A few months ago, I wrote an article that distilled the New York Philharmonic Fall 2023 season into enticing programs for contemporary music lovers.

“When you see New York Philharmonic’s glossy brochures and online ads, you might be hard pressed to spot the new music offerings that are in nearly every program. For instance, “Trifonov Plays Schumann” hides the fact that there is a work for strings by the Lithuanian composer Raminta Šerkšnytė, a composition which Gidon Kremer referred to as ‘the calling card of Baltic music.'”

Here is my annotation of Philharmonic concerts in Spring 2024 for the tiny niche of new music fans.

February 20, 2024 – Lunar New Year  Hidden beneath Bruch and Saint-Saëns are two composers who are very much alive. The young Hong Kong-born composer Elliot Leung is making his mark in the Hollywood film scoring world, and the world premiere of his Lunar Overture leads the program. Grammy-nominated Chinese-American composer Zhou Tian is showcased with excerpts from Transcend, which was commissioned by over a dozen orchestras to commemorate the 150th Anniversary of the Transcontinental Railroad’s completion.

February 22-24 – Emanuel Ax, Hillborg, and Rachmaninoff  This one’s right there in the tease: Hillborg. It would be natural to assume that Mr. Ax would be playing Rachmaninoff, and we’d get a five-minute piece by the Swedish composer Anders Hillborg. Nope. Hillborg wrote a 22 minute concerto: Piano Concerto No.2 – the MAX Concerto for Emanuel Ax, and we get to hear the New York premiere of the piece. San Francisco Chronicle’s Joshua Kosman said it was “vivacious, funny, heroic, eloquent, plain-spoken, thoughtful and wholly irresistible”. Now, don’t you want to go hear it? 

February 29 – March 1 – Émigré  The concert program title “Émigré” could mean just about anything. Here, it is the name of a “semi-staged musical drama” that weaves the true tale of German Jewish brothers who fled Nazi Germany and wound up in Shanghai. It was performed in Shangai in the fall, and the New York Philharmonic and conductor Long Yu give us the first American performances. Music by Aaron Zigman and lyrics by Mark Campbell.

Jerod Impichchaachaaha’ Tate

March 7-9 – Sol Gabetta, Elim Chan, and Scheherazade  Sure, cellist Sol Gabetta is great, and I’ll look forward to seeing the conductor Elim Chan who is making waves in Europe. The part of the program I am especially excited about is the world premiere by the Chickasaw composer Jerod Impichchaachaaha’ Tate. Pisachi, Tate’s tribute to Hopi and Pueblo Indian music, was commissioned by the New York Philharmonic. I’ve been a fan of Tate since a National Symphony premiere performance knocked my socks off 20 years ago.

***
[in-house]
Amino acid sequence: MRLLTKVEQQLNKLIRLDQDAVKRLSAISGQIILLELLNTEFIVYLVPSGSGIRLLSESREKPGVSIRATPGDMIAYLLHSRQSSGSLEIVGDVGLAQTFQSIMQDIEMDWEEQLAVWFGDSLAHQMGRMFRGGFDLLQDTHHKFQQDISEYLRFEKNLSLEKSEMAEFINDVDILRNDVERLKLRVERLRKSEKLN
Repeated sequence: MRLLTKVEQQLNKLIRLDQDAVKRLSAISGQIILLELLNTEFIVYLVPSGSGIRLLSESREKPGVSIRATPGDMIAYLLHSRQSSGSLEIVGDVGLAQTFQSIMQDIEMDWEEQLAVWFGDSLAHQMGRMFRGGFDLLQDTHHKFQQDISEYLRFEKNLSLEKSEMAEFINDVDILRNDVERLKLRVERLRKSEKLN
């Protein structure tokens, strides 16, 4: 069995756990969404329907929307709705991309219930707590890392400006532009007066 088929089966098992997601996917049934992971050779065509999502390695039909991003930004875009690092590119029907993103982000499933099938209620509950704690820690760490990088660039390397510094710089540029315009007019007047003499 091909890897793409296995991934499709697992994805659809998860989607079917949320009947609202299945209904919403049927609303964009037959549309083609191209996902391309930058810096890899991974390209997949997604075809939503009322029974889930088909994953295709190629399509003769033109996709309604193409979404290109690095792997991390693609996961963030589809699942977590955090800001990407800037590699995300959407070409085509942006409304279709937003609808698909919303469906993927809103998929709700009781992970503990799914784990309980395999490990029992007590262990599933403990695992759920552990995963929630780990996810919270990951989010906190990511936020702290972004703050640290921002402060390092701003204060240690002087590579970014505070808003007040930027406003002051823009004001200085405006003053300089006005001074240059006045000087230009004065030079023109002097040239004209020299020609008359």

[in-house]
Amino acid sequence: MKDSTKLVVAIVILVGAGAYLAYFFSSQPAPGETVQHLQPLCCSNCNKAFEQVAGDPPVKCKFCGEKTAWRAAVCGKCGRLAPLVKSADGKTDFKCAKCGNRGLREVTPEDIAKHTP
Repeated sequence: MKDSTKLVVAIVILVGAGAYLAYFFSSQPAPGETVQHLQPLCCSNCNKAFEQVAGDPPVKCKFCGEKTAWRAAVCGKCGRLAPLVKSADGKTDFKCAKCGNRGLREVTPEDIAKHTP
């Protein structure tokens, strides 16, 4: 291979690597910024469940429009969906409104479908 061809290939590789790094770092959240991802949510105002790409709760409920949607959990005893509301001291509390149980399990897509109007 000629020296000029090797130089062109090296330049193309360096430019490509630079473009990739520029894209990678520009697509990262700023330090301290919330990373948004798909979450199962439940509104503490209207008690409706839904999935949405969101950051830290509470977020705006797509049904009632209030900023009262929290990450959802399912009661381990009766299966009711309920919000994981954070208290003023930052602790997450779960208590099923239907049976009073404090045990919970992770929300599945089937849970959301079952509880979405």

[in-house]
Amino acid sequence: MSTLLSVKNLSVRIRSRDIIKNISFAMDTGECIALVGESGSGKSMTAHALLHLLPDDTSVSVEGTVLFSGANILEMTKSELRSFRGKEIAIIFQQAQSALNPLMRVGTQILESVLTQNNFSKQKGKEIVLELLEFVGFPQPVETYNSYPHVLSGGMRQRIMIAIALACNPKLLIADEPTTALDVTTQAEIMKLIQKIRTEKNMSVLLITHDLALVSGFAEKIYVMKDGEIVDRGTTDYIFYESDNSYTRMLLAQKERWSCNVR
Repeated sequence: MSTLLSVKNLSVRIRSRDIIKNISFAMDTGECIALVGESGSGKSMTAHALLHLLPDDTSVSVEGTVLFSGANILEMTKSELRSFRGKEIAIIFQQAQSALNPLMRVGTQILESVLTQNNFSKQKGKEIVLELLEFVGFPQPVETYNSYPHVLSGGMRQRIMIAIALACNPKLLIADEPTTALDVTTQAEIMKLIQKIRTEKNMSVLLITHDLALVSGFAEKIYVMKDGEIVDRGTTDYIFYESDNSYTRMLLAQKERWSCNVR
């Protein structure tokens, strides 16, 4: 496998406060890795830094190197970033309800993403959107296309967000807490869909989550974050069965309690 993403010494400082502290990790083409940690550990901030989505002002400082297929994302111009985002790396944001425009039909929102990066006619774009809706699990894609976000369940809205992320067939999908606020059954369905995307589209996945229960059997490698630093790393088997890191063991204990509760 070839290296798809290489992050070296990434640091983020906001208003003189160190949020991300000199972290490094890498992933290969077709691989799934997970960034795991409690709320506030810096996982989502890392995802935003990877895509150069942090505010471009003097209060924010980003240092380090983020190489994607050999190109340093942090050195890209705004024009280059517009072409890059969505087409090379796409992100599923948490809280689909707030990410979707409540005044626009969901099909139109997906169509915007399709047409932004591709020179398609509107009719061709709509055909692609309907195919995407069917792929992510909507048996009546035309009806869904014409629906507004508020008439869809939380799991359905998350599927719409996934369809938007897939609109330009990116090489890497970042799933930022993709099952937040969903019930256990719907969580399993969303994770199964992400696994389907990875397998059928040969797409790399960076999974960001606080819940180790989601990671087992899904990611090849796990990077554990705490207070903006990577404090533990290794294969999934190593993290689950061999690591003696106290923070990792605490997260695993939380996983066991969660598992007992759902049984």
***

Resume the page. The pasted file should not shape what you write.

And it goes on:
March 21-24 – Mendelssohn, Tan Dun, and Joel Thompson  A rare instance in which the new music is all in the program title. Joe Alessi plays the New York premiere of Tan Dun’s Trombone Concerto: Three Muses in Video Game. The thought of hearing it makes my heart go aflutter. Music by the Atlanta composer Joel Thompson seems to be everywhere lately, and the world premiere of To See the Sky (a NY Phil co-commission) is on this program.

April 4-6 – Alice Sara Ott Performs Ravel   He’s dead, but you’d probably want to know that Anton Webern’s Six Pieces for Orchestra, Op. 6 is on this program. With any luck, the orchestra will play these shorties twice. Also dead: Scriabin. But as I recall, his Poem of Ecstasy is pretty trippy.

April 12-14 – Beatrice Rana Plays Rachmaninoff  In addition to heavy hitters Rachmaninoff and Tchaikovsky, we get to hear the New York premiere of a new work by Katherine Balch, co-commissioned by the Philharmonic. 

NY Philharmonic Project 19 composers
NY Philharmonic Project 19 composers

April 18-20 – Olga Neuwirth and Prokofiev’s Fifth Symphony  Okay, Olga Neuwirth’s name is front and center. The US Premiere of Keyframes for a Hippogriff — Musical Calligrams is settings of texts by Ariosto, Emily Dickinson, Walt Whitman, Friedrich Nietzsche, graffiti artists, and Neuwirth. Brooklyn Youth Chorus sings. This is one of the NY Phil’s Project 19 commissions.

April 20 – Young People’s Concert: Composing Inclusion  Yes, it’s a concert for kids, and the hall will be full of families. Show up to hear world premieres by Andrés Soto and Nicolás Lell Benavides, co-commissioned by the Philharmonic.

May 10 – Sound On  This one is probably on your radar already. Another Project 19 commission, the world premiere of an as yet unnamed work by Mary Kouyoumdjian. Kwamé Ryan conducts.

May 23-28 – The Mozart Requiem and Sofia Gubaidulina’s Viola Concerto Finally. The title says it all.